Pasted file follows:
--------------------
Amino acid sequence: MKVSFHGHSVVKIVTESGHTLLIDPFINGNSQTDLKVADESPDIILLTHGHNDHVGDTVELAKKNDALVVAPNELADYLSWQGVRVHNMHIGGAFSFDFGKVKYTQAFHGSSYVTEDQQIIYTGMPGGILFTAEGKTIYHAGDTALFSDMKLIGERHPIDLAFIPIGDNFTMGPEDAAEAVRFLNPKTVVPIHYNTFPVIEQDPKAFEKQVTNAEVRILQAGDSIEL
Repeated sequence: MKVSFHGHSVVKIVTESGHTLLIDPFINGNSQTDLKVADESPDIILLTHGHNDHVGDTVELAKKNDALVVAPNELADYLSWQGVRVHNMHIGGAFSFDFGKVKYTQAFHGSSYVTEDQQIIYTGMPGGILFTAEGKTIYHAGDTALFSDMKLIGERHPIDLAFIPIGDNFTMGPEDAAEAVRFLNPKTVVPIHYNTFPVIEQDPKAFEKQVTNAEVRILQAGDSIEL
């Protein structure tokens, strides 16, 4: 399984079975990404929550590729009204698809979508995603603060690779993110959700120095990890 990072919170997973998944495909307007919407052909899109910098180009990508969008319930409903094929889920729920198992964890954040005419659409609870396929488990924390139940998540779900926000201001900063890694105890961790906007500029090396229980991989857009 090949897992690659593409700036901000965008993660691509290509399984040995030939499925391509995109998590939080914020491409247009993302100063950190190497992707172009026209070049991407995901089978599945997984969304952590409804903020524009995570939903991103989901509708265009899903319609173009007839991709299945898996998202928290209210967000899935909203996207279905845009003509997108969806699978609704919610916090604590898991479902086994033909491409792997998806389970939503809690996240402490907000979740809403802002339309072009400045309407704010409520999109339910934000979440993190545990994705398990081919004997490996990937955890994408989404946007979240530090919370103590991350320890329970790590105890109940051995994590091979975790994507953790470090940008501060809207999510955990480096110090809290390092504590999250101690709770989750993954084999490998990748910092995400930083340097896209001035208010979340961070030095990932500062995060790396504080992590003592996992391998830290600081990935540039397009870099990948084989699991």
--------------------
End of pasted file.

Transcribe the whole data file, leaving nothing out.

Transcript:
Amino acid sequence: MKVSFHGHSVVKIVTESGHTLLIDPFINGNSQTDLKVADESPDIILLTHGHNDHVGDTVELAKKNDALVVAPNELADYLSWQGVRVHNMHIGGAFSFDFGKVKYTQAFHGSSYVTEDQQIIYTGMPGGILFTAEGKTIYHAGDTALFSDMKLIGERHPIDLAFIPIGDNFTMGPEDAAEAVRFLNPKTVVPIHYNTFPVIEQDPKAFEKQVTNAEVRILQAGDSIEL
Repeated sequence: MKVSFHGHSVVKIVTESGHTLLIDPFINGNSQTDLKVADESPDIILLTHGHNDHVGDTVELAKKNDALVVAPNELADYLSWQGVRVHNMHIGGAFSFDFGKVKYTQAFHGSSYVTEDQQIIYTGMPGGILFTAEGKTIYHAGDTALFSDMKLIGERHPIDLAFIPIGDNFTMGPEDAAEAVRFLNPKTVVPIHYNTFPVIEQDPKAFEKQVTNAEVRILQAGDSIEL
């Protein structure tokens, strides 16, 4: 399984079975990404929550590729009204698809979508995603603060690779993110959700120095990890 990072919170997973998944495909307007919407052909899109910098180009990508969008319930409903094929889920729920198992964890954040005419659409609870396929488990924390139940998540779900926000201001900063890694105890961790906007500029090396229980991989857009 090949897992690659593409700036901000965008993660691509290509399984040995030939499925391509995109998590939080914020491409247009993302100063950190190497992707172009026209070049991407995901089978599945997984969304952590409804903020524009995570939903991103989901509708265009899903319609173009007839991709299945898996998202928290209210967000899935909203996207279905845009003509997108969806699978609704919610916090604590898991479902086994033909491409792997998806389970939503809690996240402490907000979740809403802002339309072009400045309407704010409520999109339910934000979440993190545990994705398990081919004997490996990937955890994408989404946007979240530090919370103590991350320890329970790590105890109940051995994590091979975790994507953790470090940008501060809207999510955990480096110090809290390092504590999250101690709770989750993954084999490998990748910092995400930083340097896209001035208010979340961070030095990932500062995060790396504080992590003592996992391998830290600081990935540039397009870099990948084989699991």